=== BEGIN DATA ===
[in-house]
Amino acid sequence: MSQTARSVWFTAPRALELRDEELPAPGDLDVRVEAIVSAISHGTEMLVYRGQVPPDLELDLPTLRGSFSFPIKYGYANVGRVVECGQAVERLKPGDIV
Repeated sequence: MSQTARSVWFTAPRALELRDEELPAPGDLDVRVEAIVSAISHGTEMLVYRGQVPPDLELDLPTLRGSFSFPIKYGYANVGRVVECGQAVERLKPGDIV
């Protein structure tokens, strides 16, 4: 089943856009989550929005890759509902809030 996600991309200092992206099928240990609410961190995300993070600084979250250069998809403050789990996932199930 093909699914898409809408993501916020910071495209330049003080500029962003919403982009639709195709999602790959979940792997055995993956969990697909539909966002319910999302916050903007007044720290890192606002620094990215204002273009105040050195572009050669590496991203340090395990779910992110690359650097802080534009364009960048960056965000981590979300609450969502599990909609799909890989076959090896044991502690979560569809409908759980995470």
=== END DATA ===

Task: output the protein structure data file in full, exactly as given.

[in-house]
Amino acid sequence: MSQTARSVWFTAPRALELRDEELPAPGDLDVRVEAIVSAISHGTEMLVYRGQVPPDLELDLPTLRGSFSFPIKYGYANVGRVVECGQAVERLKPGDIV
Repeated sequence: MSQTARSVWFTAPRALELRDEELPAPGDLDVRVEAIVSAISHGTEMLVYRGQVPPDLELDLPTLRGSFSFPIKYGYANVGRVVECGQAVERLKPGDIV
């Protein structure tokens, strides 16, 4: 089943856009989550929005890759509902809030 996600991309200092992206099928240990609410961190995300993070600084979250250069998809403050789990996932199930 093909699914898409809408993501916020910071495209330049003080500029962003919403982009639709195709999602790959979940792997055995993956969990697909539909966002319910999302916050903007007044720290890192606002620094990215204002273009105040050195572009050669590496991203340090395990779910992110690359650097802080534009364009960048960056965000981590979300609450969502599990909609799909890989076959090896044991502690979560569809409908759980995470």